If you’re even a moderately successful Twitch streamer, you’ve done the following:
- Put in time to hone your craft
- Turned a hobby into a steady income
- Built up a fan base and back catalog of content
- Spent hours explaining to Aunt Joy what you do for a living
For many, all of this hard work recently disappeared at the flip of a switch.
Last week, Twitch surprised streamers across its platform with a widely distributed notification that it had removed content suspected of copyright infringement.
The streamers — a collection of creators with clips ranging from gaming to makeup tutorials — were alleged to have violated the Digital Millennium Copyright Act (DMCA).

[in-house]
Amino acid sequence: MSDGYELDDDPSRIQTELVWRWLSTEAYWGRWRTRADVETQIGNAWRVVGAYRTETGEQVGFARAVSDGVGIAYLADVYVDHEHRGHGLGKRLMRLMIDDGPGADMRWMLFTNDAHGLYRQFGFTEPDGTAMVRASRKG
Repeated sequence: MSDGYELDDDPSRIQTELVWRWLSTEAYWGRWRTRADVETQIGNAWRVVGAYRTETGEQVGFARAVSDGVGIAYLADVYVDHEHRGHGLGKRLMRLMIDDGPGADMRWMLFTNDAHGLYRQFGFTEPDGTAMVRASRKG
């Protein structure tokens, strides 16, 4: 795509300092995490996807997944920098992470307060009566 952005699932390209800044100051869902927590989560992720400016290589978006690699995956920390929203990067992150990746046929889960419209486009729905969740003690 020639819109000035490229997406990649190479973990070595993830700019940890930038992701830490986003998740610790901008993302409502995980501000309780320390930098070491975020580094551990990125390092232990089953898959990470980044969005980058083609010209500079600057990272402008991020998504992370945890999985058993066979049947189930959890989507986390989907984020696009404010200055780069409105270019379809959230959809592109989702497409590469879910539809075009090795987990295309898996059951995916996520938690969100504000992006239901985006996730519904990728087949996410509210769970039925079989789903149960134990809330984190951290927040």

The 1998 law “criminalizes the production and dissemination of technology, devices, or services” that are protected with copyrights.
Streamers were using background music without permission
This charge comes from the wet blanket known as the Recording Industry Association of America (RIAA).
The distributors (e.g., Twitch) are absolved of liability as long as they respond to the complaints quickly. Under the DMCA, anyone accused of copyright infringement is allowed the chance to appeal, but Twitch denied its creators the opportunity to do so.
Per one popular streamer: “Their solution to DMCA is for creators to delete their life’s work. This is pure, gross negligence.”
(Official footage of Twitch dealing with the DMCA issue 👇👇👇)
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